Tutorial: Painting Curly Hair in Corel Painter

When it comes to painting portraits, faces are definitely the hardest part. But running a close second has got to be hair. It’s so complicated! There’s so much detail! Today we’re going to tackle curly hair, the most difficult kind of hair there is. We’ll break it down, step by step, and by the end, I hope, you’ll have lost your fear of the Big Hairy Monster.

The original photo shows a very complex head of hair. On the right, I show how I break it down into areas of dark, light, and midtone.

One of the tricks I learned in art school is squinting. Squint your eyes at the original (above, left), and you’ll see the detail drop away somewhat. The highlights and darks will stand out when you squint. I’ve tried to do something similar by overlaying the image with a middle grey tone (above, right). The light and dark squiggles represent the first stage in painting the hair. The idea is to simplify the hair into just three values: dark, light, and middle grey. Place all these values in by painting right over what’s there, and then, in the second step, blend these areas into each other. Let’s take it a step at a time.

Step One: Place the highlights

Use a Captured Bristle variant (in the Acrylics category). Make sure you are not cloning color (the “rubber stamp” is toggled off). Use an Opacity of about 60%, Resat around 30. Clone your original image (File > Clone). Hold down the alt key to access the eyedropper, and select a color from the brightest area of highlight in the hair. Now, in the color wheel, nudge this color a tad towards white. You will paint over all the highlights you can see, and pull out areas that are not quite highlighted, using this one color. Don’t worry about being accurate or neat, just paint quick strokes with your stylus. Here’s what it looks like at the end of Step One:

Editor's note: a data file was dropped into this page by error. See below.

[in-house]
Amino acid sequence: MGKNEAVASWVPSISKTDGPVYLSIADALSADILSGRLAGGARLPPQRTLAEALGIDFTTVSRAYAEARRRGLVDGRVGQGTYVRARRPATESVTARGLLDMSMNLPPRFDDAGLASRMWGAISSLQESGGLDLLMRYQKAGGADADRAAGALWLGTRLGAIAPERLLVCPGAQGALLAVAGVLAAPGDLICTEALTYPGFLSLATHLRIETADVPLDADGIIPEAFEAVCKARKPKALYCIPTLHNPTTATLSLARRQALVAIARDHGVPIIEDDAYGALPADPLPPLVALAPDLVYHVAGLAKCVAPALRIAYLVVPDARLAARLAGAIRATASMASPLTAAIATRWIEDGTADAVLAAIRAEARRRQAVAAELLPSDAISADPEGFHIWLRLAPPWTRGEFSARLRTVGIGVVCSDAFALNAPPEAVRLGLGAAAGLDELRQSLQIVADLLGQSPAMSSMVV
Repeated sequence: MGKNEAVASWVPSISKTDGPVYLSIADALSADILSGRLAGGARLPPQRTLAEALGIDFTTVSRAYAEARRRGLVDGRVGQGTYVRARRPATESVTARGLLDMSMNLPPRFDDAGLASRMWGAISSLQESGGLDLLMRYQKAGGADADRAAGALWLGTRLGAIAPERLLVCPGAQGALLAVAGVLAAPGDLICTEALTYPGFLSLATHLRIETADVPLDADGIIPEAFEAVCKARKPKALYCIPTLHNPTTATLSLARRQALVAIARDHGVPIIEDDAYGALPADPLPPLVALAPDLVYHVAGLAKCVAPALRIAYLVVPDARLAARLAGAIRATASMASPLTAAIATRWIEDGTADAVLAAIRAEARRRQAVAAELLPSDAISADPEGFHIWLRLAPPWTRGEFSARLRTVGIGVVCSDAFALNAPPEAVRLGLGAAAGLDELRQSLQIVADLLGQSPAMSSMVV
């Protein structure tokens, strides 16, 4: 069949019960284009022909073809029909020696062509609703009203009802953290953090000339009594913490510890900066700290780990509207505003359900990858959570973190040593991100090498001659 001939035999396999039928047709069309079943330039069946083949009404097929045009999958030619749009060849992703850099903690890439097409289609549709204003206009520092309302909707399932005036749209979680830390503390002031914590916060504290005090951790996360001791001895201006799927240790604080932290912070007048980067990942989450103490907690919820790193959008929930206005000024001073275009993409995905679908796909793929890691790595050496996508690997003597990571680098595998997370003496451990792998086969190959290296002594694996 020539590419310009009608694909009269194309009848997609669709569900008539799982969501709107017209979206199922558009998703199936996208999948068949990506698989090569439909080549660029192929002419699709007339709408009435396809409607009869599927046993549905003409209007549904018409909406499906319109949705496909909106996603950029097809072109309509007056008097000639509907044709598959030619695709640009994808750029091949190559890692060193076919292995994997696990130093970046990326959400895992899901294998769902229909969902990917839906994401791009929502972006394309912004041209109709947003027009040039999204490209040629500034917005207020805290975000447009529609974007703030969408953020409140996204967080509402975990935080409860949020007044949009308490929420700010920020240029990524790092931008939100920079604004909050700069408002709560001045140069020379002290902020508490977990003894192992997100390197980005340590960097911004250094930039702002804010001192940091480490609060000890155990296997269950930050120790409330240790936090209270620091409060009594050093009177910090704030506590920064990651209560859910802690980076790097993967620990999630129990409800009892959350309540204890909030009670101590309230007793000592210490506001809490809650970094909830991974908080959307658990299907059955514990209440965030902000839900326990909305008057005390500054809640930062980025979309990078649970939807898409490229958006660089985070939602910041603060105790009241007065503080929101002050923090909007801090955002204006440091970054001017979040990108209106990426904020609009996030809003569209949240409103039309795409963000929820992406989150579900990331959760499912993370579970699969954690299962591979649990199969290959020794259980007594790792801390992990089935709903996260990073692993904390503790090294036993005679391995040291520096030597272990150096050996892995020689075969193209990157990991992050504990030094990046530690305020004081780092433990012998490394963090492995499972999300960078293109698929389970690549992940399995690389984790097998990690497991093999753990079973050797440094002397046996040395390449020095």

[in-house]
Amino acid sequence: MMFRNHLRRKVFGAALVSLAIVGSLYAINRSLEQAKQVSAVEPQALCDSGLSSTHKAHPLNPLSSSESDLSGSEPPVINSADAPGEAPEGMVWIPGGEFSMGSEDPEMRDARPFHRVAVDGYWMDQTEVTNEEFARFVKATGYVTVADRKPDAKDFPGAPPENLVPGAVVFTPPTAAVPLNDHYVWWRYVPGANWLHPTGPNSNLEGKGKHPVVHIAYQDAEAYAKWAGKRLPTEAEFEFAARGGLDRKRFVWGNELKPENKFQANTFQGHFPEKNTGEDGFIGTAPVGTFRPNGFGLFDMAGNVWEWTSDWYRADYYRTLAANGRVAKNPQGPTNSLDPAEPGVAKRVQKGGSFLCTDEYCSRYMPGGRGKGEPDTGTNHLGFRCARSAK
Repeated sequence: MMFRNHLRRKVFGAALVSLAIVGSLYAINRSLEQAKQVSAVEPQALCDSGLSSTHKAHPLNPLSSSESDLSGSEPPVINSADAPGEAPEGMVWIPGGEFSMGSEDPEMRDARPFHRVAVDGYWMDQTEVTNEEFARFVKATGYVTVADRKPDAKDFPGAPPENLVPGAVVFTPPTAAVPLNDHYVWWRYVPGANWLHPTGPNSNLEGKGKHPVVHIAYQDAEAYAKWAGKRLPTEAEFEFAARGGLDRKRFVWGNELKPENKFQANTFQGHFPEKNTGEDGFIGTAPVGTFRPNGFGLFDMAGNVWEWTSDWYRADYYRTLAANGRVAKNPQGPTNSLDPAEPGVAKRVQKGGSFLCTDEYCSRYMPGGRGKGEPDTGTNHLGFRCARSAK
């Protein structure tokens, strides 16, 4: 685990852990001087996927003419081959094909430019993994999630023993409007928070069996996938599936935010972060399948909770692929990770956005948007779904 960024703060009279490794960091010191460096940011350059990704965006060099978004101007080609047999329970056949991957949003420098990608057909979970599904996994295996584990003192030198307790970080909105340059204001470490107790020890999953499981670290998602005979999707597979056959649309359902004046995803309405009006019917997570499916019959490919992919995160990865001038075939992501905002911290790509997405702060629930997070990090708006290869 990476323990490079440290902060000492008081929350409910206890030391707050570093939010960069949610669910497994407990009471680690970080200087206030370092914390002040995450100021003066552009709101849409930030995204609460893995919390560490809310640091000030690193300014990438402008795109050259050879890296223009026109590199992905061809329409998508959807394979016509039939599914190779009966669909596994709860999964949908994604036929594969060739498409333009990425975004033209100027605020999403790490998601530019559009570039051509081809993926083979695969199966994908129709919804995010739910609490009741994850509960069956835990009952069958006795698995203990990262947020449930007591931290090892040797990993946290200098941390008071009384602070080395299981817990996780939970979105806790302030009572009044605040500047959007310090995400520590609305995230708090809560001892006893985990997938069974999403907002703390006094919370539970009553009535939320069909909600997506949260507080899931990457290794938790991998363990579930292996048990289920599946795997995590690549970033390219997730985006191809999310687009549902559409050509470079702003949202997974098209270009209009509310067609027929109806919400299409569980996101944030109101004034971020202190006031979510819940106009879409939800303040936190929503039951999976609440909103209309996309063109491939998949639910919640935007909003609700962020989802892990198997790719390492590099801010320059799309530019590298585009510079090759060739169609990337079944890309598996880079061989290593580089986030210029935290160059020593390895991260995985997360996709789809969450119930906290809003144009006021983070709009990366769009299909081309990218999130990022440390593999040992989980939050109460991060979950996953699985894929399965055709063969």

In Step One, all the highlights are painted over with a single color, with quick strokes.

Step Two

Now use the eyedropper to select a dark area of the hair. You can move it towards the blue side of the color wheel if you like. With this dark, paint in the dark masses. There isn’t a lot in this image. Another trick from art school: place darks against lights. This is what makes the highlights sparkle and shine. Again, don’t labor over this step. Work quickly, and do less than more.

In Step Two, the darkest areas are painted in. Note the color swatches in the upper left. These are the three colors I used.

Step Three

With the eyedropper, pick a middle value. Look at the color swatches in the image above to see the values I used. The middle value should be what is known as “local color”. It should be the color of the hair in a mid-tone range. Use this color to overlay a good amount of the detailed area lying between the lights and darks you’ve painted. There’s no hard and fast rule for this part, and you could skip it altogether and just begin blending at this point. But I do this to help me define the masses of hair, to make them into shapes. As you can see, this poor girl’s hair was not cooperating for her photo session! So I painted it into shape, so to speak. Don’t spend too long here. Most of the work takes place in Step Four.

Step Four

Turning the painting can be helpful.

Painter allows rotating your canvas (something Photoshop doesn’t do). This can be really helpful when you find your strokes running at an odd-even somewhat painful–angle. With traditional painting, you’d simply turn the canvas. You can do the same with Painter. In the image above, notice that I’ve clicked on the “hand” tool in the toolbox. It shares a space with the turning tool, which looks like an arrow doing a u-turn. Click once on the curving arrow, and now click on the canvas and move the mouse while holding down the button. To move the canvas back to the original position, just double-click on the canvas (click on the curved arrow first). For complicated areas like the hair, or a grove of trees, it can be helpful if you are a bit disoriented. It’s yet another trick, I guess. You won’t be quite so critical of your work if you’re just painting a bunch of shapes. Try it and see if it works for you. Anyway, the painting method for Step Four is this: lower the Resat value of your Captured Bristle all the way down to zero. Now it’s a blender brush. Paint over the three tonal areas, and blend them together slightly where their edges meet. In the image above, I’ve only painted the area on our left. The rest is still at Step Three. Just keep going, don’t listen to that voice in your head that says “This is a mess!” When you have done the entire hair, turn it right-side up. I think you’ll be pleasantly surprised. Good luck!

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